"The evolving Francophile..."

My husband Jack has always wanted to live in Paris and learn French. I thought it would be good for him to achieve his life time dream. Hence, we moved to Paris in 2008. My first year was difficult. I started "missives" to relieve some stress and chronicle my life so friends back in the US could read what I am experiencing. I currently write about my food and travel experiences, which is my passion.

It is definitely a challenge to live here, but each year it gets easier, and quite enjoyable, in large part because I value friendships over locale. I have a love/hate relationship with Paris as do most Parisians, mais La vie est belle (but life is good)!

Sunday, May 8, 2016

Chez Mademoiselle -- Restaurant Review

Rating Standards: 5-Stars = Extraordinary; 4-Stars = Excellent; 3-Stars = Average; 2-Stars = Fair; 1-Star = Poor
€ = Inexpensive: 30€ and under; €€ = Moderate: 31€-49€; €€€ = Expensive: €50 -75; €€€€ = Very Expensive: more than €76 (prices based on minimum 2-courses)
1-Bell = Pleasantly quiet (less than 65 decibels); 2-Bells = Can talk easily (65-70); 3-Bells = Talking normally gets difficult (70-80); 4-Bells = Can talk only in raised voices (75-90); BOMB = Too noisy for normal conversation (90+)

2.5 - Star......................................................€€ ......................................................... 2.5 - Bell

We've been wanting to try a restaurant that wasn't French, and discovered this restaurant by accident. It's a Russian restaurant in our quartier (district), 15eme and lucky us, in walking distance of our apartment. So, we went there for lunch.

It was an absolutely warm beautiful day. I like the interior of the restaurant. The theme color was red and gold. I felt like I was in a bordello, but I sort of like the gaudiness and the color combination. Thankfully, it wasn't too warm because there was no cross-breeze in the restaurant, and I can only imagine how hot it must get in that restaurant in the summer, since I saw no air-conditioning, but then again, air-conditioning is rare in Paris.

They had a prix-fixe lunch menu and the prices were reasonable.  You choose your dishes from the menu.  They also had a nice wine list.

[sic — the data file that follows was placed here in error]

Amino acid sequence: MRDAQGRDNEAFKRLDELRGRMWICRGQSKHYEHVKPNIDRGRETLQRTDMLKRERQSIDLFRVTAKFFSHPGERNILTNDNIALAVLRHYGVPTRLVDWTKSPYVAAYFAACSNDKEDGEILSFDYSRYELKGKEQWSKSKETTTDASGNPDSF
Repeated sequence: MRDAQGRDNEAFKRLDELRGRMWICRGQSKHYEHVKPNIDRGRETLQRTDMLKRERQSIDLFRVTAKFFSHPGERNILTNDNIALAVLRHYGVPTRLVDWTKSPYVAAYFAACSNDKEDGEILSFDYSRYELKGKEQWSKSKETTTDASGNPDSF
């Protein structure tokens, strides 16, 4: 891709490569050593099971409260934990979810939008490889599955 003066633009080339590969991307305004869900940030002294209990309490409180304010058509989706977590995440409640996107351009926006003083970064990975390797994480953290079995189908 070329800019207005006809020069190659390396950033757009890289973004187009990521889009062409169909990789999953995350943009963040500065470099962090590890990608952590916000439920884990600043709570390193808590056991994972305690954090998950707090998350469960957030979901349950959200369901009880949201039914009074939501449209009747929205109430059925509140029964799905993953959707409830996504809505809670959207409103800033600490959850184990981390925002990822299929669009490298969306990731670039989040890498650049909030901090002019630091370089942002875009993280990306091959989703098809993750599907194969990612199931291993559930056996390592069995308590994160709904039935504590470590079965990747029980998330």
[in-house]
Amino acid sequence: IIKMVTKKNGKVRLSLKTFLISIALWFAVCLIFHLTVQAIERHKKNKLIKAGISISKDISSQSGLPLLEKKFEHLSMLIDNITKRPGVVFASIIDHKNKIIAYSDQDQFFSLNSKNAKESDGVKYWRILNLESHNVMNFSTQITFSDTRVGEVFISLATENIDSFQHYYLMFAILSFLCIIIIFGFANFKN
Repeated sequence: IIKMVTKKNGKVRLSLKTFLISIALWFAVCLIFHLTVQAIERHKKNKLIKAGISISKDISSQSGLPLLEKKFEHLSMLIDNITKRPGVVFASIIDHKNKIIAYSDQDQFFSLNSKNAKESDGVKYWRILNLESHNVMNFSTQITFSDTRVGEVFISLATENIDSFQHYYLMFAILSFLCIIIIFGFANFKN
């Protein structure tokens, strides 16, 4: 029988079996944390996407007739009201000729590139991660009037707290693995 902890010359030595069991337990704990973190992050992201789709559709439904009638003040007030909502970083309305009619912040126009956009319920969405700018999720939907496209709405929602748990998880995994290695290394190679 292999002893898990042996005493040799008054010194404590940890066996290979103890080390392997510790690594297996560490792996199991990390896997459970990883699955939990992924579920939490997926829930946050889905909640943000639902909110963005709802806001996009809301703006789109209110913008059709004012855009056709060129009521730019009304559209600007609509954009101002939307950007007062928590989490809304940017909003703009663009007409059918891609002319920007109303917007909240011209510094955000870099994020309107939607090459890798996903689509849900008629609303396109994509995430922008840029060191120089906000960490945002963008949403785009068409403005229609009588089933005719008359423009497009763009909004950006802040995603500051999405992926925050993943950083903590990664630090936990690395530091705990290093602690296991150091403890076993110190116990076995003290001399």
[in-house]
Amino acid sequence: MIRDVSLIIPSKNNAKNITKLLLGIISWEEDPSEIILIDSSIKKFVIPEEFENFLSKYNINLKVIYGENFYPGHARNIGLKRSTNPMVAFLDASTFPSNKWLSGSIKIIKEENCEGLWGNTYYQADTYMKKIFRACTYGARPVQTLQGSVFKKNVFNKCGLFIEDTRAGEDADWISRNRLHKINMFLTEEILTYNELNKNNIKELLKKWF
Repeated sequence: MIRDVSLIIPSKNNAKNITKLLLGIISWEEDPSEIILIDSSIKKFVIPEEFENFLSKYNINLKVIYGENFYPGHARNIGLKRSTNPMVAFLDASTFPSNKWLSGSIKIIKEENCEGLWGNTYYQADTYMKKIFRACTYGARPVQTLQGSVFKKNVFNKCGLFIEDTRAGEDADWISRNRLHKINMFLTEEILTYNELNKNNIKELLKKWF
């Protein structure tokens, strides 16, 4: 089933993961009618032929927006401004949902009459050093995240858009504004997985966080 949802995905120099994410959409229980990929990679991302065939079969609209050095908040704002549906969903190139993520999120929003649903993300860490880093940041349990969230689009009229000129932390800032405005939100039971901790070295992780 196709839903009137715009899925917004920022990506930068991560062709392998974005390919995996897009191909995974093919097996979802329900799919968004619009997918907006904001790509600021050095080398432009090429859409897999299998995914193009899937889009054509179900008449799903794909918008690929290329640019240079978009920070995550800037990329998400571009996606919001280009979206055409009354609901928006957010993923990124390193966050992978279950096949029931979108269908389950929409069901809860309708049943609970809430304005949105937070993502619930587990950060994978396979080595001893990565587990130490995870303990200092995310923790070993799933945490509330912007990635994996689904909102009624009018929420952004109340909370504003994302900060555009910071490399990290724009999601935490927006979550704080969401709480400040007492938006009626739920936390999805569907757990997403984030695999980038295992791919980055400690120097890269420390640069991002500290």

Borscht soup.  JJ ordered this soup. Borscht soup can be served hot or cold. From my understanding borscht soup is normally served hot in Russia and in the Eastern European countries, whereas in the US, it can be served cold. On this particular day I wish it had been served cold, but it was hot. Rather than thickening the soup with either the fiber from the beets or another thickening agent, the soup was very "brothy." It did come with a side of sour cream that you could use to thicken it up. I tasted it with and without the sour cream. Either way, the soup was extremely bland. Not a favorite of ours.

Eggplants/Tomatoes. The menu actually read "mille feuille" (puff pastry) of eggplants and tomatoes. However, there was no pastry to be found anywhere. I think they meant the description to be more figurative than anything else. You be the judge, based on the photo. It was actually quite refreshing in its simplicity. In between the lawyers of cooked eggplant rounds and tomatoes was sour cream and parsley, but it also had a nice kick of red peppers that hit you later. I liked it, but it was nothing out of the ordinary, except for the kick at the end.


Beef stroganoff. As Americans know, this is pretty much a staple in most of the U.S., especially if you live in an area predominantly settled by Eastern Europeans. Interestingly, it was served over a bed of rice. I mentioned to the owner that in the U.S. beef stroganoff is normally served atop egg noodles, not rice. He said in Russia it's normally served over potatoes not rice nor noodles; interesting.  I didn't mind it over rice, because I love rice. The beef stroganoff was quite good. It had a nice creamy texture and a nice healthy helping of mushrooms. It also had a very pepper taste, which I liked. The dish is extremely rich, in fact if you're lactose intolerant, I would not recommend this dish. Our wait-person came by and I told her it was good, but rich and she just smiled, well it's Russian, it's normal to be rich.

Skewered lamb. JJ had the lamb. Basically, they were brochettes of lamb served over rice pilaf. In general, it was a very simple basic dish of meat and rice. The rice pilaf had carrots and parsley. Although fair, it was nothing out of the ordinary.


Since my plat was extremely rich and heavy, I had absolutely no room for any kind of dessert. On the other hand, JJ had varenykys (pierogies) stuffed with cherries.  I've had quite a few pierogies in my life-time, but have never had a dessert pierogies.  The dough was characteristically pierogies, thick and doughy. This was a warm dessert. I did taste it, it is not a light dessert, definitely heavy. The cherries were characteristically tart, but was countered by a very, very sweet sauce.  Personally, not a favorite dessert of mine, it was just too heavy.


Don't expect haute cuisine from this restaurant. It is what it is. A Russian restaurant that serves basic rustic Russian food. Albeit rich, the beef stroganoff was delicious. The lamb fair, and the eggplant/tomatoes in its simplicity was good. The misses for me was the borscht and the pierogies of cherries.

Over-all the restaurant served above fair food. So, if you're craving rustic Russian home cooking, this may be a restaurant for you. For 2-glasses of chablis, 1-glass of red wine, 1-full prix-fixe lunch, and 1-two course prix fixe and 1-coffee, our bill came to 88.50€ for two people.

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